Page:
You thought shoveling your driveway was a pain.
Chuck Soules, the city's director of public works, leaves you with this thought: At least your drive doesn't grow every year.
The same can't be said of the city's street system. The length of streets the city cares for has grown from 285 miles in 2000 to 319 miles today. But the number of trucks and crew members responsible for clearing the streets of snow hasn't grown at all.
"We're getting stretched thinner every year," Soules said.
The end result is that some city streets remain untreated longer than ever. Soules estimated that five years ago it took his crew of 17 trucks and 35 drivers about 10 hours to spread salt and sand throughout the city. Today, it takes about 16 hours to make a single pass through town.
When it comes to actually blading the streets, the wait is longer. Soules said there would be several residential streets hit by Wednesday's snowstorm that wouldn't be bladed until Saturday.
"The time is getting longer, but people are expecting it faster," Soules said.
But, Soules asked, are residents willing to pay for the service to become faster? Soules estimated he could begin to get service times moving back toward the 2000 levels by adding three dump trucks and three employees to the department's street division. That would cost the city about $320,000 in new equipment and about $150,000 a year in wages and benefits, he said.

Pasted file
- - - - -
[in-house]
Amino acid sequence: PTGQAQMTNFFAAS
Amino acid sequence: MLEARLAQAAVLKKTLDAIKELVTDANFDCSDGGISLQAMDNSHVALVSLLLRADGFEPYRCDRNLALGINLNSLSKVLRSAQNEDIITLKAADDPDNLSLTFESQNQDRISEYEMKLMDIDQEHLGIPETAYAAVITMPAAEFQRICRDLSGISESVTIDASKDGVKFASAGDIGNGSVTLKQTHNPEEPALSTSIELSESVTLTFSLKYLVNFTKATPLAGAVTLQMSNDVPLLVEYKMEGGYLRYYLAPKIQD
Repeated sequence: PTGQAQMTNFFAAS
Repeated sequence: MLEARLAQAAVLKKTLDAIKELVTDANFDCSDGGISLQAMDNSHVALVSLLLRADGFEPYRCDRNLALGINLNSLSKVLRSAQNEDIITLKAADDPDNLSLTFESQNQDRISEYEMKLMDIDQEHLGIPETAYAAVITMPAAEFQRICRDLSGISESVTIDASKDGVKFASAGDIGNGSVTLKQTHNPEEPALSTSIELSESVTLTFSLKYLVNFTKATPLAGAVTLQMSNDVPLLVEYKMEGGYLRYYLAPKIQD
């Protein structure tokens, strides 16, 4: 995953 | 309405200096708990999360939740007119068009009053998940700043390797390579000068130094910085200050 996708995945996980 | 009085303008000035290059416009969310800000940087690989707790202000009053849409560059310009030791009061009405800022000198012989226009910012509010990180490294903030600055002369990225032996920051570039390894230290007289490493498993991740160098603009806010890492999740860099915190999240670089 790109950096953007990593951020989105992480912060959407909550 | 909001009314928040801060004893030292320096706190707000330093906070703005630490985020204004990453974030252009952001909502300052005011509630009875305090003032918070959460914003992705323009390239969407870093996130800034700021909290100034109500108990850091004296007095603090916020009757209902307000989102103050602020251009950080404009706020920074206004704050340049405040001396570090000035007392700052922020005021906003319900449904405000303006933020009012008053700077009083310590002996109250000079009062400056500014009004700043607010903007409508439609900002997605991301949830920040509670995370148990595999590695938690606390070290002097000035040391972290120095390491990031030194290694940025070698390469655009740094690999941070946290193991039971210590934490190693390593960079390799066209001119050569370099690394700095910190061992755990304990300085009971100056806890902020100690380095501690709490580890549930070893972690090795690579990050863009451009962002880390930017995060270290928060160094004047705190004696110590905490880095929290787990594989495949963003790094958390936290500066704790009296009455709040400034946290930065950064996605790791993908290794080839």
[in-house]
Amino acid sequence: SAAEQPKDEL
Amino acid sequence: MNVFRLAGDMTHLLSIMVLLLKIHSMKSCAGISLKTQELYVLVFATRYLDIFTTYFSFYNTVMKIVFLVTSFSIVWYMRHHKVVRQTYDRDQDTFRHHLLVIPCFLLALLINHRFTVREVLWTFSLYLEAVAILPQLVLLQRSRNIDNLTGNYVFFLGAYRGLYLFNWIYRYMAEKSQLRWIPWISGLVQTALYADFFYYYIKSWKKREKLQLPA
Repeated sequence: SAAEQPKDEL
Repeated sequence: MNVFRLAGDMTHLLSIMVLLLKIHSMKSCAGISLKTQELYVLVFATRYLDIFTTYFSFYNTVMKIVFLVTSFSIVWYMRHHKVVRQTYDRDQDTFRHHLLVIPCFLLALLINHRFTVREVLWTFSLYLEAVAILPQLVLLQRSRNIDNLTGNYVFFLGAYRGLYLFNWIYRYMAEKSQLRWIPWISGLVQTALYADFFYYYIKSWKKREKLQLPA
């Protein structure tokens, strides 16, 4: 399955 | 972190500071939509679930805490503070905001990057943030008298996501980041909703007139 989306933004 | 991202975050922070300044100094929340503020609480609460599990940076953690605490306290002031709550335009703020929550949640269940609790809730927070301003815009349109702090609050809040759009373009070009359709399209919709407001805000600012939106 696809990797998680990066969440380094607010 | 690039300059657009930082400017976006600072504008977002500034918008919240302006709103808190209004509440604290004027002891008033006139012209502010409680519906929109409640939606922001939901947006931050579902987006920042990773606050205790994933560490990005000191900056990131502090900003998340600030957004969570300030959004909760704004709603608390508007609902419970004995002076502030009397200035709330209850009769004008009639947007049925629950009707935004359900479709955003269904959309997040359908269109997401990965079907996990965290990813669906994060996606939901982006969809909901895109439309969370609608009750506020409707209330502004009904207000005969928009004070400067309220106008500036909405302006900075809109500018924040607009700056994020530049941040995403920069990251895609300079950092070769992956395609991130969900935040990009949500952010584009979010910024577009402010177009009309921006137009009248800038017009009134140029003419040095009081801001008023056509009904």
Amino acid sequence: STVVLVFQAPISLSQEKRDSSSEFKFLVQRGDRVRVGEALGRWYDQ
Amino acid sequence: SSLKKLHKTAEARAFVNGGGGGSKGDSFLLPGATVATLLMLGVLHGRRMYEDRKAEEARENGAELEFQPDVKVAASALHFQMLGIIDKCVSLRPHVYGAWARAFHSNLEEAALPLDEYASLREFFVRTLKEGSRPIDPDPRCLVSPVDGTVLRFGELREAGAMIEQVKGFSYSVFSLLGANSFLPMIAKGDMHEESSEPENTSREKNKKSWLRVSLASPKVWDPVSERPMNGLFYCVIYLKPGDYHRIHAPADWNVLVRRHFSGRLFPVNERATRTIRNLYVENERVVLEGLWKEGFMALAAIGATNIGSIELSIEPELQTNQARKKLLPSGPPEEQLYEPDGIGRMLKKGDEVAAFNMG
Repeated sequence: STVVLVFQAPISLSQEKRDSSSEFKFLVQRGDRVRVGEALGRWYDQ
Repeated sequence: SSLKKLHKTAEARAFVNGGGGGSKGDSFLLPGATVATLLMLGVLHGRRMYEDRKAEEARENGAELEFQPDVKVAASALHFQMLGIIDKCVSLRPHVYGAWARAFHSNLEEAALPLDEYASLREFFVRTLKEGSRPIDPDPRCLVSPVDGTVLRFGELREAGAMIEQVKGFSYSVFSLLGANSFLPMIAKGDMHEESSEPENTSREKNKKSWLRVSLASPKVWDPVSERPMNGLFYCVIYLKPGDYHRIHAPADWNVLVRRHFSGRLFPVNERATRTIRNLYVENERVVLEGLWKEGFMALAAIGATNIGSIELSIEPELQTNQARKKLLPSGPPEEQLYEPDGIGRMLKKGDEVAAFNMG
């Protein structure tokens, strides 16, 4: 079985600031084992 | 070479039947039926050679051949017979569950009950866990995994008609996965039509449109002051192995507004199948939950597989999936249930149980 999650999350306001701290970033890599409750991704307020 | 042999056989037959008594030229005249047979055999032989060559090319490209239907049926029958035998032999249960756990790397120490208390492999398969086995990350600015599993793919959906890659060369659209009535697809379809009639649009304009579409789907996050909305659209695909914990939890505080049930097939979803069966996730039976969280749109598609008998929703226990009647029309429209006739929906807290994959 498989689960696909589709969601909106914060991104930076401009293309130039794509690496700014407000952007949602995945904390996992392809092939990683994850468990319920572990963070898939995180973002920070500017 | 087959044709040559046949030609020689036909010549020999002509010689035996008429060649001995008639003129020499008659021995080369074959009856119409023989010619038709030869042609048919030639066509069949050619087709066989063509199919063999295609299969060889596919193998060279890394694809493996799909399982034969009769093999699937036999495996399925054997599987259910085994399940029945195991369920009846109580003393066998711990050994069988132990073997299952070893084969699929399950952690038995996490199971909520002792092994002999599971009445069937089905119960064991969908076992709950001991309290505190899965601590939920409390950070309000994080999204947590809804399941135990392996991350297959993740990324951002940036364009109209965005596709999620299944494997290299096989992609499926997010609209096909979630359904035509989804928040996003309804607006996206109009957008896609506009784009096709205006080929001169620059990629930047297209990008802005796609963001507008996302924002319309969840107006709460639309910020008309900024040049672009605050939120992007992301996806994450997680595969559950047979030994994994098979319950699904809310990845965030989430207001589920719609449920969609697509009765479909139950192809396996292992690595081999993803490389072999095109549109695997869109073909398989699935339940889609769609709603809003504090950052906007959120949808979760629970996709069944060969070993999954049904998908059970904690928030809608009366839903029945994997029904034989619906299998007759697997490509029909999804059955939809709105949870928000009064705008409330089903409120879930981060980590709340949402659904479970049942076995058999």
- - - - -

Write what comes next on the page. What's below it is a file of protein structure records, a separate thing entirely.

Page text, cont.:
Soules said there was plenty of nonsnow-related work to keep the dump trucks and the employees busy year-round, but he said it still would be a difficult decision for city commissioners to make.
"It is a balancing act for the community and the commission," Soules said. "They have to weigh whether it is worth it based on the three or four snow events we get a year."
- 6News video: Cold weather, hot cars (12-08-05)
- 6News video: Lawrence program sees shortage of snow-shoveling volunteers (12-08-05)
- On the Street: Do you think it should be illegal to leave your car running while unattended? (12-09-05)
- Snow removal from streets becomes more challenging (12-09-05)
- Thieves on lookout for cars left to warm up (12-09-05)
- Law requires sidewalks to be shoveled after snows (12-09-05)
- Season's first snowstorm closes schools, ices roads (12-09-05)
- Lawrence and other schools get another snow day Friday (12-09-05)
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Soules plans to bring the issue forward next summer when commissioners begin deliberations for the 2007 budget. Soules said commissioners need to understand that service levels may continue to drop because the city will be caring for several new streets next winter. Those include Sixth Street west of Wakarusa Drive, which currently is maintained by the state; Monterey Way north of Peterson Road; and a new portion of Folks Road.
City commissioners said they want to have the discussion.
"It is certainly something we'll have to weigh against our other needs, but I want to make sure we maintain a high-quality service," Mayor Boog Highberger said.
Several people who were in downtown Lawrence on Thursday said they thought city crews still did a reasonable job of removing snow, but said they had noticed the job taking longer.
"I do have to say I'm surprised at how messy some of the streets are," said Julie Trowbridge, a rural Lawrence resident. "Vermont Street is terrible and Massachusetts Street isn't much better."